The court’s remit extends to some 47 countries. Only four – the Netherlands, Sweden, Andorra and Denmark -  “win” cases at Strasbourg more frequently than the United Kingdom. Again, Mr Tickell has the details:

[B]etween 1959 and 2011, the Court handed down some 14,875 judgments, of which 12,425 found that at least one violation of the Convention had occurred: that’s 83.53% of all judgments given. The United Kingdom, by comparison, achieved a much more favourable level of success in its litigation.  During the same period, the Court has made 462 judgments respecting the UK, of which 279 made at least one finding that the Convention had been violated: only 60.39% of judgments against the UK were adverse.  Forty-two of the current forty seven member states lose a higher percentage of cases, from Ireland’s 62.96% upwards.

Of course, percentages can be misleading.  For example [...] Monaco, Montenegro and Liechtenstein have the highest rate of adverse judgments by the Court, with every case (100%) going against their governments.  What this doesn’t show, however, is that the body of litigation generated by these three states is tiny – between them, they’ve generated only fourteen judgments in total. However, the same cannot be said for the litigation against Germany (234 judgements, 67.95% adverse), France (848, 73.94%), Italy (2,166, 76.22%), or Russia (1,212, 94.06%), all of which enjoy an (often substantially) higher rate of defeat in Strasbourg proceedings than the UK’s comparatively modest 60.39%.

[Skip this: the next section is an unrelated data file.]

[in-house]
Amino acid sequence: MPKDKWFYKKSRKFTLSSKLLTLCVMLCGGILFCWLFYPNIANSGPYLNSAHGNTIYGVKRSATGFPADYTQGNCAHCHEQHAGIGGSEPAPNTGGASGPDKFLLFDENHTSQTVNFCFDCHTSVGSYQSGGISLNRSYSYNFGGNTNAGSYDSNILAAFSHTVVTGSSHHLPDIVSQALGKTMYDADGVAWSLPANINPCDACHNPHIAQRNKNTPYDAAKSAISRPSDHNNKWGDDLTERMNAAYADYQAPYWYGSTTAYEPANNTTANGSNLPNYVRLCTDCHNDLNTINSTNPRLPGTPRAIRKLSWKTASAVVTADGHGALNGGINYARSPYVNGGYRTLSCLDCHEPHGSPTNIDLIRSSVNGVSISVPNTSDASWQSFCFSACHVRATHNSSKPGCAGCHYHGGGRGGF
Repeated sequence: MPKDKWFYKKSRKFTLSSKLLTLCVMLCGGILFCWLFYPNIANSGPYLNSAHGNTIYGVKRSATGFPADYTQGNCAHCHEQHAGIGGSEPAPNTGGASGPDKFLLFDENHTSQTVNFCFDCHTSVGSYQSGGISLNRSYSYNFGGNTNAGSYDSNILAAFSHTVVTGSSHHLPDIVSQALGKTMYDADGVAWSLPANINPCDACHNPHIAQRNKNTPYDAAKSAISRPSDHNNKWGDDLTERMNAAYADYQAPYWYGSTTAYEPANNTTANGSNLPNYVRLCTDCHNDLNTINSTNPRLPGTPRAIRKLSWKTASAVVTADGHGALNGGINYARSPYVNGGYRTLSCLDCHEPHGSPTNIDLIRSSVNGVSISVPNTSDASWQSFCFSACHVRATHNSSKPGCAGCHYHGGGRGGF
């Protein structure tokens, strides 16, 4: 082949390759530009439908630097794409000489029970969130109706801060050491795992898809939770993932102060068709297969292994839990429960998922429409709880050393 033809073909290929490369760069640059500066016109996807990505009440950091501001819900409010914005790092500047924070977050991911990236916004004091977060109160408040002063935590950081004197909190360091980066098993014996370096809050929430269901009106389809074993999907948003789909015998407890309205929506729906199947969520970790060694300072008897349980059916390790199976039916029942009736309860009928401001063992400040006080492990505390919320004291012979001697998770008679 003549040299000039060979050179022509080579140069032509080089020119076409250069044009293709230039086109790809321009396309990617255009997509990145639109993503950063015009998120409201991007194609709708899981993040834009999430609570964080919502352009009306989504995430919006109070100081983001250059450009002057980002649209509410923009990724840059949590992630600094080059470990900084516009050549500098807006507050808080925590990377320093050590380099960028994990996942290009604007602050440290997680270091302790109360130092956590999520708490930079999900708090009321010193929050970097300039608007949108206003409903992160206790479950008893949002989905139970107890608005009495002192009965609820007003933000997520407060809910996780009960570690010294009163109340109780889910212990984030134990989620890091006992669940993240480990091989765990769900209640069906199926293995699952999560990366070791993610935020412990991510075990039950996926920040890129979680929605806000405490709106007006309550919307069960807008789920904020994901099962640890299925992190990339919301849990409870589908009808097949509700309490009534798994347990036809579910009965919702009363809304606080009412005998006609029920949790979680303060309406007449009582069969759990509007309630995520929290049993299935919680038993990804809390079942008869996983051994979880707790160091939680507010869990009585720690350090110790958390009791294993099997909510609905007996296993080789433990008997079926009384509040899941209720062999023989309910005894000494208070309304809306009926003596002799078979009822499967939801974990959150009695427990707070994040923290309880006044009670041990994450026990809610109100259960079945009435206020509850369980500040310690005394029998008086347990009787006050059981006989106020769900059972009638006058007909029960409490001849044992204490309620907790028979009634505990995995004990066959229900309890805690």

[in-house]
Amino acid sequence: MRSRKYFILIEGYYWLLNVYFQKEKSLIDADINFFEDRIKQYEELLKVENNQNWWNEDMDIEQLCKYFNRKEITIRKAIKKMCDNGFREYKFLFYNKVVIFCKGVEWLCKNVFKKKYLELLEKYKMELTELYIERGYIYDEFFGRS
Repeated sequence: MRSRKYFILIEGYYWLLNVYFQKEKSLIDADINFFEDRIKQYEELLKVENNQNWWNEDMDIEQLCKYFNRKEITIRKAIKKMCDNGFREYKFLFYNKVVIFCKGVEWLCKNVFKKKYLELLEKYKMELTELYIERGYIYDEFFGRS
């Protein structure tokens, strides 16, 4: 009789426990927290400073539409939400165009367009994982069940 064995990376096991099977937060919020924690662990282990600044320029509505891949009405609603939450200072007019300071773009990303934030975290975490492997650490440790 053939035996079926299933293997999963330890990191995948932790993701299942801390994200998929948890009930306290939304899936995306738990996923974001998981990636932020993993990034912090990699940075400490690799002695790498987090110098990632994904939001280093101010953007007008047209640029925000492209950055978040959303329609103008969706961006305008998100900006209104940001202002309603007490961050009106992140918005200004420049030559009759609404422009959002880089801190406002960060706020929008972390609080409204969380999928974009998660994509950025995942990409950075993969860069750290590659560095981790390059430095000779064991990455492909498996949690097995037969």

By international standards, then, Britain’s legal systems stand up to greater scrutiny than those of our European peers. This is good! But it hardly means our laws are perfect or should somehow be protected from further scrutiny.

Finally, those conservatives – and, alas, it is mainly conservatives – who wish to see Britain withdraw from the court or call for the United Kingdom government to unilaterally ignore its rulings should at least have the goodness to contemplate what kind of example this would set. It is already difficult enough to persuade countries such as Russia or the Ukraine to respect human rights and the rule of law without giving them fresh cause to ignore the court’s rulings. If Britain – Britain! – does not feel bound by the ECHR then why in god’s name should anyone else consider themselves restrained by its judgements?

Even if you believe the UK would benefit from ignoring Strasbourg you should at least consider the costs and consequences of doing so. Mild inconvenience – often sensible and justified, mind you – to the UK is a small thing when weighed beside the protections the court at least tries to afford peoples in less fortunate countries in which the rule of law is less established. I appreciate that this brand of internationalist liberalism is a tough sell but that doesn’t diminish its decency or its importance.

In any case, the record – compiled over more than half a century – suggests Strasbourg has a comparatively high opinion of British justice. It’s war on Britain is a myth albeit one that, to the extent it does exist, generally shows the court in a better light than our own dear government and state.

Tags: Echr, Europe, Law, Russia, UK politics